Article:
[table] EU Banking Recapitalization Cost (% of GDP) twitter.com/lemasabachthan…
— lemasabachthani (@lemasabachthani) March 19, 2013
Data released last week showed that customers withdrew €74bn of deposits in July alone – equivalent to 4.7% of total deposits and the biggest monthly outflow since records began. Since June last year, clients have withdrawn €233bn (see chart), or 13% of the total then.
Standard & Poor’s Ratings Services today said it has taken rating actions on 32 Italian financial institutions.
These include affirming our counterparty credit ratings on 15 entities, lowering our ratings on 15, removing the ratings on four from CreditWatch negative, and revising the outlook on one.
The rating actions reflect our view of increased credit risk for the Italian economy and its banks. They follow our revision of our economic risk score for Italy, one of the main components of our Banking Industry Country Risk Assessment (BICRA), to ‘5’ from ‘4’. We have maintained our BICRA for Italy at group ‘4’ and our industry risk score at ‘4’ (see “BICRA On Italy Maintained At Group ‘4’, Economic Risk Score Revised To ‘5’ On Increased Credit Risk For Italian Banks,” published Aug. 3, 2012, on RatingsDirect on the Global Credit Portal).
With Italy facing a potentially deeper and more prolonged recession than we had originally anticipated, we think Italian banks’ vulnerability to credit risk in the economy is rising. In this context, the combined effect of mounting problem assets and reduced coverage of loan loss reserves makes banks more vulnerable to the impact of higher credit losses particularly in the event of deterioration in the collateral values of assets.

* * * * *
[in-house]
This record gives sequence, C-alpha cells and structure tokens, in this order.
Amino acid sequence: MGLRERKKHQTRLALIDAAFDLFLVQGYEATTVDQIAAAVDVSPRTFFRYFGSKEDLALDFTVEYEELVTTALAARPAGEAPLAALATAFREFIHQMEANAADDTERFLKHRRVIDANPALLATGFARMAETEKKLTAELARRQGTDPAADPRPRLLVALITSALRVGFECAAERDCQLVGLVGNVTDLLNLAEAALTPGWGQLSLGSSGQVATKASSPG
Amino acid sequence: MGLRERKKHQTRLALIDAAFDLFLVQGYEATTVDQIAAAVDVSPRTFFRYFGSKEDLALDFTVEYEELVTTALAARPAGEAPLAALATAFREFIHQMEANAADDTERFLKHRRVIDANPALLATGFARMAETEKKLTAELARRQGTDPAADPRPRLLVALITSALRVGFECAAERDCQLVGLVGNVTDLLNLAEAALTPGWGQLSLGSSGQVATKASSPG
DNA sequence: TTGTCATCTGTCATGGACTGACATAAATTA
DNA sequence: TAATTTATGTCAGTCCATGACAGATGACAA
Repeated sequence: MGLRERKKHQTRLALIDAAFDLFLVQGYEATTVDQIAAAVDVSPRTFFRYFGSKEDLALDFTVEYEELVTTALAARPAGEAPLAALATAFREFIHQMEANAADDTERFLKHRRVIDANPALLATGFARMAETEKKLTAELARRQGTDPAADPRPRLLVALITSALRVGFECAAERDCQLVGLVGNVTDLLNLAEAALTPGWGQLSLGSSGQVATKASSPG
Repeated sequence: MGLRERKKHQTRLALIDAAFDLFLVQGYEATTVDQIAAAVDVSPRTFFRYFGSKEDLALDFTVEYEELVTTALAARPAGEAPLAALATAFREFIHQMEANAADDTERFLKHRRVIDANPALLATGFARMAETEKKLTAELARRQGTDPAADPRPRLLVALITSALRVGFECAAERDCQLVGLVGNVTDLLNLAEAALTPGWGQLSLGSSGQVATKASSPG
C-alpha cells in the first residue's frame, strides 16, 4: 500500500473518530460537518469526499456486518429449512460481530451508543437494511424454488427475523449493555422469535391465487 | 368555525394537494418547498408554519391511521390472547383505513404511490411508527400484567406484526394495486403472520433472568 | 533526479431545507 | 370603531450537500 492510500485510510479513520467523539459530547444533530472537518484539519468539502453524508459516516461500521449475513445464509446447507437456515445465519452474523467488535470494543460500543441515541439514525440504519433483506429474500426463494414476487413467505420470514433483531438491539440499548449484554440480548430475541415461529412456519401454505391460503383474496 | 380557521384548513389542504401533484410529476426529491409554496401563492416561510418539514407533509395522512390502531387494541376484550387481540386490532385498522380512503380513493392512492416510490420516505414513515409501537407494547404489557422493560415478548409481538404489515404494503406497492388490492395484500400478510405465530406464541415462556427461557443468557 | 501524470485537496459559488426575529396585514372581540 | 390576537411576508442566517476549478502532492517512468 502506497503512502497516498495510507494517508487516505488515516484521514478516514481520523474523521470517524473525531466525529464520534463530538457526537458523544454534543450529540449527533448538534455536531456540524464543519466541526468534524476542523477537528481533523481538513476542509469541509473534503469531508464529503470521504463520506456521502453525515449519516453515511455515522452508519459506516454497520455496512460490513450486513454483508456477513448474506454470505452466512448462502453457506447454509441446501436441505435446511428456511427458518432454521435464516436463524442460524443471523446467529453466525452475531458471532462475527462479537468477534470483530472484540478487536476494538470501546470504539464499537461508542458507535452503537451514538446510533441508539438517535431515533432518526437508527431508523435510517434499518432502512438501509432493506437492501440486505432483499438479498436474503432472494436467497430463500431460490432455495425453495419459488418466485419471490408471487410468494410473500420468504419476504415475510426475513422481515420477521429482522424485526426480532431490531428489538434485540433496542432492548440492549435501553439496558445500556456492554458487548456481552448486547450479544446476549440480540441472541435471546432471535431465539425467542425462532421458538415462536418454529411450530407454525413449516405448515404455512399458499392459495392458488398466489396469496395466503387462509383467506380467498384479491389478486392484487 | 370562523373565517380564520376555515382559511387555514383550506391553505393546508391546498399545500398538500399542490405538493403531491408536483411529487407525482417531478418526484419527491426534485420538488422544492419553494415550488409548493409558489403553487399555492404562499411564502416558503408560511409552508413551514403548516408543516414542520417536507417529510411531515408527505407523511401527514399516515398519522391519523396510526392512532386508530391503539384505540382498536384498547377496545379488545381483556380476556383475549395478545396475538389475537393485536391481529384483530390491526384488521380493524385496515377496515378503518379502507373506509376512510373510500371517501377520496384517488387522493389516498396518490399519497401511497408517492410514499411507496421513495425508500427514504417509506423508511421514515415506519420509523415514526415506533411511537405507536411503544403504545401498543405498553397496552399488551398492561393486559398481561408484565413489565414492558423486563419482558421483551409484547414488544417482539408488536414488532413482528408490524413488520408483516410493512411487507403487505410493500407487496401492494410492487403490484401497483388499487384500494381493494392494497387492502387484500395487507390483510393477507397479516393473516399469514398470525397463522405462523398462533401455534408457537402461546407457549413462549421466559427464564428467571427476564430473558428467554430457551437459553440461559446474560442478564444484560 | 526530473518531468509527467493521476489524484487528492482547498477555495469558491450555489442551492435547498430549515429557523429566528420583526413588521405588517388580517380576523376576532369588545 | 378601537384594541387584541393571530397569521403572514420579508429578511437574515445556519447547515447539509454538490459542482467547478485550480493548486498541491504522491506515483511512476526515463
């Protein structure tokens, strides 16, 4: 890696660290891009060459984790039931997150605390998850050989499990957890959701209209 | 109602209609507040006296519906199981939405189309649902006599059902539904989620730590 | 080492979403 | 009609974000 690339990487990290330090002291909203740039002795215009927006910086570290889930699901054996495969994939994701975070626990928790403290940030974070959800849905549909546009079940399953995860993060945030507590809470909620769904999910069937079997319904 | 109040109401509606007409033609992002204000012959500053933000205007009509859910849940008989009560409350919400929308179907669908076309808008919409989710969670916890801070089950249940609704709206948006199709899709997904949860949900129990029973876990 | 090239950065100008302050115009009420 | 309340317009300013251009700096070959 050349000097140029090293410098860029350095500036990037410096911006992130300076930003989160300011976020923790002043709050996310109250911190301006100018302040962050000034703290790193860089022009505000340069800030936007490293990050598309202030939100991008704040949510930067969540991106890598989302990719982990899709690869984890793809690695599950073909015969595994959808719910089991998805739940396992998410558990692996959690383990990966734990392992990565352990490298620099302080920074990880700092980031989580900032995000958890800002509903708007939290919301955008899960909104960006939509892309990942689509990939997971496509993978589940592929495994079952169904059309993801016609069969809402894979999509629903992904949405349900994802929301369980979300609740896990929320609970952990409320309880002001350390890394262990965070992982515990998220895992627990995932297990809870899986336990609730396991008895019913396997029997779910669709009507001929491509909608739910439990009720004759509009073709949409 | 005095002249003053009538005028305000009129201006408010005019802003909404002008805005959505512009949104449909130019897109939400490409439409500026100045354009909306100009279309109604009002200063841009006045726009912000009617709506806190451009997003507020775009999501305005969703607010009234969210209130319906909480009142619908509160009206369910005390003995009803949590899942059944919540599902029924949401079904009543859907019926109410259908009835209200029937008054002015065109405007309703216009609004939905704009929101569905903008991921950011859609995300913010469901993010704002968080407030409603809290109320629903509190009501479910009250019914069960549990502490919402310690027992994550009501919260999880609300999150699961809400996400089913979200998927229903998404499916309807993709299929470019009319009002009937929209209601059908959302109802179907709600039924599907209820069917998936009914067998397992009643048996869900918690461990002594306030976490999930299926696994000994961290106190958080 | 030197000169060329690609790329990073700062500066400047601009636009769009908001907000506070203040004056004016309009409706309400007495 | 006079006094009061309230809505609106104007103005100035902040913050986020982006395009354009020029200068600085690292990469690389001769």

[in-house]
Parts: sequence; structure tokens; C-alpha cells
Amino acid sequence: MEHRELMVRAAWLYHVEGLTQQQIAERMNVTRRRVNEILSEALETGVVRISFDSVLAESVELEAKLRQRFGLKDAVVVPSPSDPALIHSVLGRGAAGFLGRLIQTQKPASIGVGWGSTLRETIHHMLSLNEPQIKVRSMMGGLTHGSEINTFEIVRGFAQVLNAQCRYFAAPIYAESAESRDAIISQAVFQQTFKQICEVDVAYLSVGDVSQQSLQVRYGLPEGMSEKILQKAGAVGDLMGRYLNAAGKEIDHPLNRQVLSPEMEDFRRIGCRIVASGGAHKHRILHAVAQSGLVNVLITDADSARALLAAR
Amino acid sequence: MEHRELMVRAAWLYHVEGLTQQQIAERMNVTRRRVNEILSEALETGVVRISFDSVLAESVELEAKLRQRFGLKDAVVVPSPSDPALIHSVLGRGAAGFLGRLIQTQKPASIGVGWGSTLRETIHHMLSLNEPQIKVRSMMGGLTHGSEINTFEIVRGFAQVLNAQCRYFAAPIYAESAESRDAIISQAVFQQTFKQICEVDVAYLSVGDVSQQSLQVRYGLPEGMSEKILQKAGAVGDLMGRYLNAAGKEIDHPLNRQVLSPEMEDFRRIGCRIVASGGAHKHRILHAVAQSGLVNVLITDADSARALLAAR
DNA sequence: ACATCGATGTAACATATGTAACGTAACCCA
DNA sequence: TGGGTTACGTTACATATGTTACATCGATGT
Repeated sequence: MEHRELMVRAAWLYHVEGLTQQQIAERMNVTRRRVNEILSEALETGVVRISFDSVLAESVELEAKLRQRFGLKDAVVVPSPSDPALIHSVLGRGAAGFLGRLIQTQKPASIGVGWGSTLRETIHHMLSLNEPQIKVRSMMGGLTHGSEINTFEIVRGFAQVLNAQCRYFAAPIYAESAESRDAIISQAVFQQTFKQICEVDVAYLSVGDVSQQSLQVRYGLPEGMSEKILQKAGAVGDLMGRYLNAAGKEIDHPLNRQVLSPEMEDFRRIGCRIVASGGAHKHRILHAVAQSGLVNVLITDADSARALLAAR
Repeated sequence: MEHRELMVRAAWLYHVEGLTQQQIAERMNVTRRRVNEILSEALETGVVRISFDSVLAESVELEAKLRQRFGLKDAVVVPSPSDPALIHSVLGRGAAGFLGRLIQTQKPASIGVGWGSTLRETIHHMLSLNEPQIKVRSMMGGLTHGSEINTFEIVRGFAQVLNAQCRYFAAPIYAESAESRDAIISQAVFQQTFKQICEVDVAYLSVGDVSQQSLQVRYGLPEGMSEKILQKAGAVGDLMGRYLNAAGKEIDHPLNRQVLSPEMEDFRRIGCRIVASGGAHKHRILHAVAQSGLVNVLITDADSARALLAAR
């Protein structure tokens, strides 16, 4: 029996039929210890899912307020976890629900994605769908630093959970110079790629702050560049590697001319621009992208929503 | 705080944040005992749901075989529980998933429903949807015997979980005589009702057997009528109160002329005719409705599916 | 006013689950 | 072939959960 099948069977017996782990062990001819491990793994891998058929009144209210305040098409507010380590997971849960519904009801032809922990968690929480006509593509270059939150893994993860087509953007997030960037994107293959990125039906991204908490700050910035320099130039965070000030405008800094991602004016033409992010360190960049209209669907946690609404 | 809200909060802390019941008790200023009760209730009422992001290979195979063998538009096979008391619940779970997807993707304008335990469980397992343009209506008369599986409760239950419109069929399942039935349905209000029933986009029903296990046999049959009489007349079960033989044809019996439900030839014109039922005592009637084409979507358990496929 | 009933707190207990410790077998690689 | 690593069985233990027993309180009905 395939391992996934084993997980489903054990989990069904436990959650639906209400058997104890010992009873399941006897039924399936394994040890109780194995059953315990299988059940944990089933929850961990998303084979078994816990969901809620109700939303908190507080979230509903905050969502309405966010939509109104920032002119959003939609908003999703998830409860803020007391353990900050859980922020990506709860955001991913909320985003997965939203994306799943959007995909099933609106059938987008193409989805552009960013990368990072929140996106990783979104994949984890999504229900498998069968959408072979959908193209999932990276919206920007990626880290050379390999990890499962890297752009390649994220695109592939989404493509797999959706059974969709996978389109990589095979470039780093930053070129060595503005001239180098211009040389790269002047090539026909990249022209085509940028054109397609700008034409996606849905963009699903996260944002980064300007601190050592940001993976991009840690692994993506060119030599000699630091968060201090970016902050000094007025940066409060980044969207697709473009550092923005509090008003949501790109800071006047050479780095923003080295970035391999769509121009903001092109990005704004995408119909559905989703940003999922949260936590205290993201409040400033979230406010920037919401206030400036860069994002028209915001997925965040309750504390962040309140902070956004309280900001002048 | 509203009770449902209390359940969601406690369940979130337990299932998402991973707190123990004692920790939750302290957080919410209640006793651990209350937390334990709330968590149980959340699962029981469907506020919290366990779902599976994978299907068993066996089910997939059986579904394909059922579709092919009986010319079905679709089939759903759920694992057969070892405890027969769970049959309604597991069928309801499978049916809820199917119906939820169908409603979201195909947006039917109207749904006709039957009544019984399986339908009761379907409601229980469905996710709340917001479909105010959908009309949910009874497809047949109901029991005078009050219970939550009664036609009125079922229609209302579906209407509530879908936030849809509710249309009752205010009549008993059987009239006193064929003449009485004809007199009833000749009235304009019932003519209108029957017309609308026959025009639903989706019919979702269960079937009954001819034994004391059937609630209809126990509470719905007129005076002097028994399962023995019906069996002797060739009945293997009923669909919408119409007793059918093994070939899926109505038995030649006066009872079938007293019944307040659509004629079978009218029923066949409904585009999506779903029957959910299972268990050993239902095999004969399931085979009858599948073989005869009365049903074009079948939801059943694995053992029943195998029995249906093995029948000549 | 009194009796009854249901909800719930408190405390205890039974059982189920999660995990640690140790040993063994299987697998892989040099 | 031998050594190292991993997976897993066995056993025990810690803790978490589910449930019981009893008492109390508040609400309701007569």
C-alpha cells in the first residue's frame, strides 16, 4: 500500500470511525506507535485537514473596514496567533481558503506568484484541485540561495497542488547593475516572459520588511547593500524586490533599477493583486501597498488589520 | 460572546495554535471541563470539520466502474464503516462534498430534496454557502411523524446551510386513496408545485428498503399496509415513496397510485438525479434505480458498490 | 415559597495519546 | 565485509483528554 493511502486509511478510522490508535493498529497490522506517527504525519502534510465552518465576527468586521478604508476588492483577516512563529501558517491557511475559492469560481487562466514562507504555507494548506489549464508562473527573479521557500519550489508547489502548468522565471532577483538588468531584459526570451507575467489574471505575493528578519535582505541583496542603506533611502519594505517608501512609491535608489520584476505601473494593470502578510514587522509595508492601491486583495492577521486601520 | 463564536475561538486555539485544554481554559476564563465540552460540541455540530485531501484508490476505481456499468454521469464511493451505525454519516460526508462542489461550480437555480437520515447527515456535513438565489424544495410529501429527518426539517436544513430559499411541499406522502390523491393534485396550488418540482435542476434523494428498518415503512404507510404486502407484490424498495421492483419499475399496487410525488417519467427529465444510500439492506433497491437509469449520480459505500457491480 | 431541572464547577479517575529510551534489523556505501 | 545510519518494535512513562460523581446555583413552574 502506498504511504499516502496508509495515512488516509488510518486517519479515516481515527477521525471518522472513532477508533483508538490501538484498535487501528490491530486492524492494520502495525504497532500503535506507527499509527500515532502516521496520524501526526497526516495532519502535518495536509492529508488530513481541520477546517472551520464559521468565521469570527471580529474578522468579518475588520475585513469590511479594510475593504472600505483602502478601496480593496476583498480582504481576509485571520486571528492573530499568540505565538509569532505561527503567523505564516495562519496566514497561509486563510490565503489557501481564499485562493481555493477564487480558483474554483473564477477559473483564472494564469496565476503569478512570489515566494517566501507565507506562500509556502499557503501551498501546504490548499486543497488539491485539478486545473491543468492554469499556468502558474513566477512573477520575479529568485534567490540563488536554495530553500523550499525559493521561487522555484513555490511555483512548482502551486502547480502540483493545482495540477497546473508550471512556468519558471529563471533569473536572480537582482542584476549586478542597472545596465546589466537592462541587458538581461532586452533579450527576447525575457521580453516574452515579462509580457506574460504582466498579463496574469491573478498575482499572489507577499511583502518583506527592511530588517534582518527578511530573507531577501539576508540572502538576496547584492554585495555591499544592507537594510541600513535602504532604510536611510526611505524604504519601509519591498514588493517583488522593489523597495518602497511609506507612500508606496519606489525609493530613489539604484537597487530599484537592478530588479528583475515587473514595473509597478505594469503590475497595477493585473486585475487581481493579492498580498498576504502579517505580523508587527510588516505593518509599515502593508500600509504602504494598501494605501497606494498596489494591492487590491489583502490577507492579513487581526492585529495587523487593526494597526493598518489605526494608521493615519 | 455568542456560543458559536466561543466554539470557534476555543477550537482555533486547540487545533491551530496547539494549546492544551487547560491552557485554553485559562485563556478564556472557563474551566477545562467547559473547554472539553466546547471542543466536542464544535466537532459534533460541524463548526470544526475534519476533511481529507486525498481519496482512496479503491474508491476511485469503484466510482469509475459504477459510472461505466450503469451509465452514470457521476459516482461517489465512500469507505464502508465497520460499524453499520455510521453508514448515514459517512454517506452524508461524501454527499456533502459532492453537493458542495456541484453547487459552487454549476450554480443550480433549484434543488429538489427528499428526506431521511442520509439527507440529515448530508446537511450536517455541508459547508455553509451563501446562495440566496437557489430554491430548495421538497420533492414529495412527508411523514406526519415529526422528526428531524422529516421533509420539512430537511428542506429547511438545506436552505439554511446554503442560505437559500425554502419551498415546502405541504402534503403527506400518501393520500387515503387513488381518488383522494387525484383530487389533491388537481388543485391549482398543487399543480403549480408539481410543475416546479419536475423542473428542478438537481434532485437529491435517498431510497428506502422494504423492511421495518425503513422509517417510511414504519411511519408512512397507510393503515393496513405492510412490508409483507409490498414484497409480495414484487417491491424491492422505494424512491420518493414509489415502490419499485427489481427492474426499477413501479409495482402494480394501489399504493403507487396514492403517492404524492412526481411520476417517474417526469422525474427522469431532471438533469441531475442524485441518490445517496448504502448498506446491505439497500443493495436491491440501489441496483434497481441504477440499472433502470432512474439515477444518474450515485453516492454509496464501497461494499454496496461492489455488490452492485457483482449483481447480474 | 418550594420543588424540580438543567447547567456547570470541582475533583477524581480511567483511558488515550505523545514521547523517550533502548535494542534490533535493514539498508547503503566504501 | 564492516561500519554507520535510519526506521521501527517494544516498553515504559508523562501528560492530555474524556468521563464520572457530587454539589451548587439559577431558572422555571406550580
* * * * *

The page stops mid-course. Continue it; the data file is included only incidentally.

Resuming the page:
In our opinion, a more severe recession will likely push up the stock of Italian banks’ problem assets in 2012 and 2013 to levels higher than we previously expected and high relative to the stocks in other banking systems in Europe. At the same time, the banks’ coverage of problem assets through provisioning, which was already low by international standards because of the banks’ extensive use of tangible collateral in their assessment of provisioning needs, has fallen further over the past few years.
We will publish individual research updates on the banks identified below, including a list of ratings on affiliated entities, as well as the ratings by debt type senior, subordinated, junior subordinated, and preferred stock.
See the list below for the rating actions on the financial institutions and their relevant subsidiaries.
Eurogroup statement on Spain
The Eurogroup supports the efforts of the Spanish authorities to resolutely address the restructuring of its financial sector and it welcomes their intention to seek financial assistance from euro area Member States to this effect.
The Eurogroup has been informed that the Spanish authorities will present a formal request shortly and is willing to respond favourably to such a request. The financial assistance would be provided by the EFSF/ESM for recapitalisation of financial institutions. The loan will be scaled to provide an effective backstop covering for all possible capital requirements estimated by the diagnostic exercise which the Spanish authorities have commissioned to the external evaluators and the international auditors. The loan amount must cover estimated capital requirements with an additional safety margin, estimated as summing up to EUR 100 billion in total.